Stressing out about Stress

by Dans To

Short-term stress is useful in everyday life and actually beneficial to humans because it increases the immune system output. However, over an extended period of time, stress can be extremely detrimental to the body. Chronic stress, or long-term stress, is connected to the six major leading causes of death: cancer, lung illnesses, accidents, cirrhosis,  heart disease, and suicide.

The way anxiety affects the body is with a hormone called cortisol which diverts energy from non-essential functions of the body to where it is needed. With long-term exposure to cortisol in the body, the immune system will start to shut down, which means white blood cells are reduced. A lower amount of white blood cells increases the body’s susceptibility to diseases. Those with prolonged stress also tend to have more clogged arteries which increases the chances of having a heart attack. Chromosomes contain something called telomeres at the ends of each strand, and as people age,these telomeres get shorter until they run out. After telomeres run out, the cell will stop dividing, meaning longer telomeres are linked with longer lives. However, chronic stress is linked to the shortening of telomeres, directly shortening the span of life.

People with stress miss out on a normal circadian cycle, reducing their cognitive abilities and memory. Long-term stress is also linked to dramatically smaller brain cells with few connections between the neurons. When students pull an all-nighter to study for a test they are stressed out about, the stress will cause fewer connections between neurons which is also detrimental to memory. In addition, they will be missing sleep which shows why it is so hard to maintain a decent memory when pulling an all-nighter for a test.

So with all of the negative effects of long-term stress here are a couple ways to reduce it:

  1. Laughter: When people laugh, their oxygen intake is increased, which stimulates the release of endorphins, a chemical that interacts with opiate receptors in the brain to reduce a person’s perception of pain. People with high endorphin levels will experience less negative effects caused by stress.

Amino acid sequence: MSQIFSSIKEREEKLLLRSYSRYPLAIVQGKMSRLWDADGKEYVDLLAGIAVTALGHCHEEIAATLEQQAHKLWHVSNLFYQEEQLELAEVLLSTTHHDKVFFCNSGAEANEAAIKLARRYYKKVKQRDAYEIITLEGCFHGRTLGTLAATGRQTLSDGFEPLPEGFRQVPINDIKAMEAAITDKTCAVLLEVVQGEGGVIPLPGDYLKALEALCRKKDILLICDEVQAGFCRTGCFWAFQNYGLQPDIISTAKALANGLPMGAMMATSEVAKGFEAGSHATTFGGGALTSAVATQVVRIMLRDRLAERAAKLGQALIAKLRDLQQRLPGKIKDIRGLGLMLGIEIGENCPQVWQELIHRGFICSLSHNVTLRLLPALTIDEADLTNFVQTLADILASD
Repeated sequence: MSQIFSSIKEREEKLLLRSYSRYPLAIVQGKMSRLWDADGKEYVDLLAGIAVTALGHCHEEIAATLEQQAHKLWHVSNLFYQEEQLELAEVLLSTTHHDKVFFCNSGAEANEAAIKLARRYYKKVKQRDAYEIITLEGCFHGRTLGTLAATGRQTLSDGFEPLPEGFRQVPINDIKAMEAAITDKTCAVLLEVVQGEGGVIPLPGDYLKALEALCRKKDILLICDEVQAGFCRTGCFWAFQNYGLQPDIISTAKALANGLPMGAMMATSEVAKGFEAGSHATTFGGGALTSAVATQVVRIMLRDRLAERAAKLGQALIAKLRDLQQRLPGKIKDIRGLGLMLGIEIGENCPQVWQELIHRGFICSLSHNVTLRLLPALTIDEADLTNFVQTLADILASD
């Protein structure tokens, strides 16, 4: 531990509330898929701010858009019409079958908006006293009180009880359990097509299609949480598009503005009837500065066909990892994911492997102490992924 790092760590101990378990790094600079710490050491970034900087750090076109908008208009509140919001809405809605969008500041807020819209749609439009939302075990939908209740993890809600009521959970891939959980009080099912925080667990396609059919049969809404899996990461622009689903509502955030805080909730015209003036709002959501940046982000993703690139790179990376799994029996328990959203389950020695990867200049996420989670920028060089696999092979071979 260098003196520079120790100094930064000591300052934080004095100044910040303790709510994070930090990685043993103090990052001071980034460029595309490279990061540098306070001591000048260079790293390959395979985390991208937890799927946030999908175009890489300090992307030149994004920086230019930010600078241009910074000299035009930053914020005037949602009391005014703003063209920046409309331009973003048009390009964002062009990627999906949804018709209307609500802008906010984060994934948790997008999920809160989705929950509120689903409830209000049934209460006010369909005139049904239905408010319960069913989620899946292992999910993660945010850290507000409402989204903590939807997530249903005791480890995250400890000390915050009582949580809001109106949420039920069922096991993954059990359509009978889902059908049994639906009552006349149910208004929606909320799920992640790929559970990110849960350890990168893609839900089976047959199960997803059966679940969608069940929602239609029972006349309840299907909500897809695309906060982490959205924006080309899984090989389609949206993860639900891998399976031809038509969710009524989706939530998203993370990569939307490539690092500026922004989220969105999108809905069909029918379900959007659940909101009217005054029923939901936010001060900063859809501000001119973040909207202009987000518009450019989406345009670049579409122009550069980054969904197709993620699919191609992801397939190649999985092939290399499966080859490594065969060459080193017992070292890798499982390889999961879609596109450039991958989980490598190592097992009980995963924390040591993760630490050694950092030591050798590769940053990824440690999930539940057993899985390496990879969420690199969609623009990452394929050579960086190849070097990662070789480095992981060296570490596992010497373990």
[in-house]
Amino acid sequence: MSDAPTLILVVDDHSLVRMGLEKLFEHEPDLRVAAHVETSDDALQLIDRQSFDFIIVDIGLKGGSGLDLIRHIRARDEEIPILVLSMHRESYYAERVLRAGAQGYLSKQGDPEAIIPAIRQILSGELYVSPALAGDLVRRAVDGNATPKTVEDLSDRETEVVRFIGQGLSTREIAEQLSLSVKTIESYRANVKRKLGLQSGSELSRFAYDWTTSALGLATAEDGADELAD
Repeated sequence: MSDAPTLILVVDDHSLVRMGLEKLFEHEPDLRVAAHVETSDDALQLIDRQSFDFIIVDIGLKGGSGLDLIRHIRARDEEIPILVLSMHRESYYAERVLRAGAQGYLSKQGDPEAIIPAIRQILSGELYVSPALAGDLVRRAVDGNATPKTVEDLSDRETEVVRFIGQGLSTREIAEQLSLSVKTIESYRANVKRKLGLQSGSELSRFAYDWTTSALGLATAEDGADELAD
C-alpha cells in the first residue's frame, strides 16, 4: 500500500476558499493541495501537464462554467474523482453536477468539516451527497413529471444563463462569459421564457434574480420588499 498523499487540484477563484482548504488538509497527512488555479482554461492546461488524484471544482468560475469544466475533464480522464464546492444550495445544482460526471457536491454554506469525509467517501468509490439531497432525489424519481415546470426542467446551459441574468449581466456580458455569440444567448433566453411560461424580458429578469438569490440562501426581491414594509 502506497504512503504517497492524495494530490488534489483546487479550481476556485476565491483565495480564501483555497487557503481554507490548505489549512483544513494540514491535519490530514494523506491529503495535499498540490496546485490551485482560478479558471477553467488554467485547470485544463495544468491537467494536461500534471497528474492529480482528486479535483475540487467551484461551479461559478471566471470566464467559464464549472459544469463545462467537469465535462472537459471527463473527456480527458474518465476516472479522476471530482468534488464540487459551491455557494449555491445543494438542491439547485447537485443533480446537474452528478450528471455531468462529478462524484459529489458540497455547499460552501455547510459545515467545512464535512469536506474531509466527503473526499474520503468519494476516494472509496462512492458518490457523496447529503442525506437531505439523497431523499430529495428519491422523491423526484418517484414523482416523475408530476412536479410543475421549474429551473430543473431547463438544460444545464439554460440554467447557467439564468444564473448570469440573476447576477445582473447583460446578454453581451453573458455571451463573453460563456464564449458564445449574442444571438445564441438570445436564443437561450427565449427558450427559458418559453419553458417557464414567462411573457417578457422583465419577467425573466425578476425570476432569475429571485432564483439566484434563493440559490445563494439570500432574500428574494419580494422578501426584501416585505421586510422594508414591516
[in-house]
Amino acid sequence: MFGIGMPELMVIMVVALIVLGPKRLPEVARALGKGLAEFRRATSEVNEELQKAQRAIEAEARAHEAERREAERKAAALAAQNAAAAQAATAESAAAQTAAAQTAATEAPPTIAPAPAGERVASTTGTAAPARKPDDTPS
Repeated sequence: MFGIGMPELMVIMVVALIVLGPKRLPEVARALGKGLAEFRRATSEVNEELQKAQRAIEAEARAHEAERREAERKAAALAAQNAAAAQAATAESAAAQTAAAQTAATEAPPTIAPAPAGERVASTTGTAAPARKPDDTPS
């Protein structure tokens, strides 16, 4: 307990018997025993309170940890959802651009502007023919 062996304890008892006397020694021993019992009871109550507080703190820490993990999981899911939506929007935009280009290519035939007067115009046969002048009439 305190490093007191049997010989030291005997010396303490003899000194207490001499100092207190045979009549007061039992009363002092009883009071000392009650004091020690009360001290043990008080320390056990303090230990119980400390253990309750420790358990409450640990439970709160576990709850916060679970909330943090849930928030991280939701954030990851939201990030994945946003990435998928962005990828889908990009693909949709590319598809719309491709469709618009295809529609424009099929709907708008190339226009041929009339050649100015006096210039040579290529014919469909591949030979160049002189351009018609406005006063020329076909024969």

2. Be Social: Social interactions are associated with an increase in oxytocin, decreased cortisol, and a decrease in blood cholesterol levels. Lower cholesterol will decrease the chances of getting a heart attack.

  3. Chew gum: Mastication lowers cortisol levels and increases activity in the cerebral cortex which would raise relaxation levels.

  4. Go outside: Looking at natural scenery will decrease cortisol levels, heart rate, and blood pressure.

  5. Listen to Music: Music is uniquely linked to emotion and is especially effective when dealing with stress.

  6. Pets: People who own a pet have lower cortisol levels and higher oxytocin levels. Pet owners also tend to score lower on anxiety tests.

  7. Yoga: Lowers cortisol levels and greatly reduces stress in its practitioner; only 20 minutes every day can induce these effects.

  8. Meditation: 5 minutes will lower blood pressure and reduce cortisol.

  9. Fidgeting: Fidgeting has not only been proven to show increased attention but also lower stress levels too.

  10. Ditching the tech: Uninterrupted computer use is linked to high-stress levels, lost sleep, and even depression. Even just talking on a phone has been shown to increase blood pressure.

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